. Given the results of the present study, investigations into the optimal BM cell fraction, cell dose, timing, and delivery modality are expected to add much-needed insight into an improved strategy for making cell transplantation an effective therapeutic tool 42
. In addition, understanding the response of transplanted cells to their new host environment will be essential to exploit the possible therapeutic potential of BMMCs. It is with this premise that we chose to examine the early transcriptional events within BMMCs as described in this study.
The gene-profiling findings presented here represent a novel dataset in the growing body of literature examining BMMC therapy for heart disease. To our knowledge, this is the first
study evaluating (on a transcriptional level) the transcriptional response of BMMCs in the ischemic heart. Our gene-ontology analysis shows that the overwhelming cellular response to transplantation is to simply survive in the new environment, rather than activate pathways implicated in engraftment and long-term survival. Specifically, we saw no significant activation of long-term proliferation, differentiation, or maturation pathways in the transplanted BMMCs. Rather, BMMCs activated macromolecule synthesis and cellular machinery genes, suggesting a fraught attempt to mitigate cell death. Of particular interest are the GO terms demonstrating the most robust upregulation, such as “cell cycle”, “cytoskeletal protein binding”, and “establishment of localization”. These groups encompass genes responsible for rapid cell growth and division, confirming the cell behavior observed through BLI and lending credence to the notion of a provocative inflammatory milieu. Of equal importance are the findings of significantly down-regulated groups of genes clustering in the areas of “development”, “cell differentiation”, “pattern specification”, and “cell fate commitment”. These provide transcriptional-level evidence that BMMCs were not able to adopt mature cardiac phenotypes shortly after transplantation in our acute ischemia model 30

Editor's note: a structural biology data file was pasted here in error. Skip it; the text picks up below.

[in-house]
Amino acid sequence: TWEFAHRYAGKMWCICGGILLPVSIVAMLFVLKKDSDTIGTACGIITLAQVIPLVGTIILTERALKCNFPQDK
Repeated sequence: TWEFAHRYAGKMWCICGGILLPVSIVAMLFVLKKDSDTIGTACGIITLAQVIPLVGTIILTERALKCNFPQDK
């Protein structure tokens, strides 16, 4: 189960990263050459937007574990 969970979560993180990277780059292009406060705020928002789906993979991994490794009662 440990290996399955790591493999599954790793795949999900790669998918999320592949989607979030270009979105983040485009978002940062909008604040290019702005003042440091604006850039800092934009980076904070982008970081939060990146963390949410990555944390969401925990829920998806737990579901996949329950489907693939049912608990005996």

. However, the interpretation of the array analysis has some limitations. BMMCs are a heterogeneous cell population representing portions of hematopoietic cells as well as macrophages, granulocytes, and natural killer cells 20
. Therefore, we cannot completely exclude the possibility that the changes observed in the array data may be impacted by changes in the surviving cell population over the time as opposed to transcriptional changes in specific cell populations. Further studies injecting purified cell populations would be needed to tease out the transcriptomic response of specific cell lineages.
In summary, we present a multimodal evaluation of BMMC therapy in a clinically relevant animal model. We have detailed the earliest transcriptional events following transplant, described long-term transplanted cell survival kinetics, and characterized the eventual effects upon cardiac function following transplant. Our findings mirror present clinical experience, which shows limited functional improvement following BMMC therapy 33, 34
. The survival data provided by BLI suggest that therapeutic efficacy may be limited by insufficient cell survival, while our genomic data suggest very active transplanted cellular machinery responding to an acutely inflamed host tissue environment. Successful therapy generating long-term improvement in cardiac function may very well depend on modulation of both the host environment and the transplanted cell transcriptional response to ensure optimal BMMC engraftment and survival.